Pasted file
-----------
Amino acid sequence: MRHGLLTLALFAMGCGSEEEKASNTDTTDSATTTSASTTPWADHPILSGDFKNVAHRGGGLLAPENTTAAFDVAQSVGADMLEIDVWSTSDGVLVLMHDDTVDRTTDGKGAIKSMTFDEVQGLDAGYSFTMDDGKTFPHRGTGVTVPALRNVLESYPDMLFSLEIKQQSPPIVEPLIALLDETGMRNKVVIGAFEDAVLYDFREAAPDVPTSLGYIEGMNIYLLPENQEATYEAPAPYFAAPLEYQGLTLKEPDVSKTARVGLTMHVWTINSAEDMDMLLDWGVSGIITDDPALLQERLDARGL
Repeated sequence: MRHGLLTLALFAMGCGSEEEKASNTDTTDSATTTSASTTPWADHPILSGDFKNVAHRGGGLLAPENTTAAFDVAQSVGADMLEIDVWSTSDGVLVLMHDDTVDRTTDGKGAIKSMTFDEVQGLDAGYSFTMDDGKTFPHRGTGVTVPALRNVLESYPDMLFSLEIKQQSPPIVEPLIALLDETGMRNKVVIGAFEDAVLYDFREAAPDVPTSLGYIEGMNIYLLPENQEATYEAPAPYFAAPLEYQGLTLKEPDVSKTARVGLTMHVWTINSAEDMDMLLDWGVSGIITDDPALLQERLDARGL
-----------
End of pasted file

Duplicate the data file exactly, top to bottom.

Amino acid sequence: MRHGLLTLALFAMGCGSEEEKASNTDTTDSATTTSASTTPWADHPILSGDFKNVAHRGGGLLAPENTTAAFDVAQSVGADMLEIDVWSTSDGVLVLMHDDTVDRTTDGKGAIKSMTFDEVQGLDAGYSFTMDDGKTFPHRGTGVTVPALRNVLESYPDMLFSLEIKQQSPPIVEPLIALLDETGMRNKVVIGAFEDAVLYDFREAAPDVPTSLGYIEGMNIYLLPENQEATYEAPAPYFAAPLEYQGLTLKEPDVSKTARVGLTMHVWTINSAEDMDMLLDWGVSGIITDDPALLQERLDARGL
Repeated sequence: MRHGLLTLALFAMGCGSEEEKASNTDTTDSATTTSASTTPWADHPILSGDFKNVAHRGGGLLAPENTTAAFDVAQSVGADMLEIDVWSTSDGVLVLMHDDTVDRTTDGKGAIKSMTFDEVQGLDAGYSFTMDDGKTFPHRGTGVTVPALRNVLESYPDMLFSLEIKQQSPPIVEPLIALLDETGMRNKVVIGAFEDAVLYDFREAAPDVPTSLGYIEGMNIYLLPENQEATYEAPAPYFAAPLEYQGLTLKEPDVSKTARVGLTMHVWTINSAEDMDMLLDWGVSGIITDDPALLQERLDARGL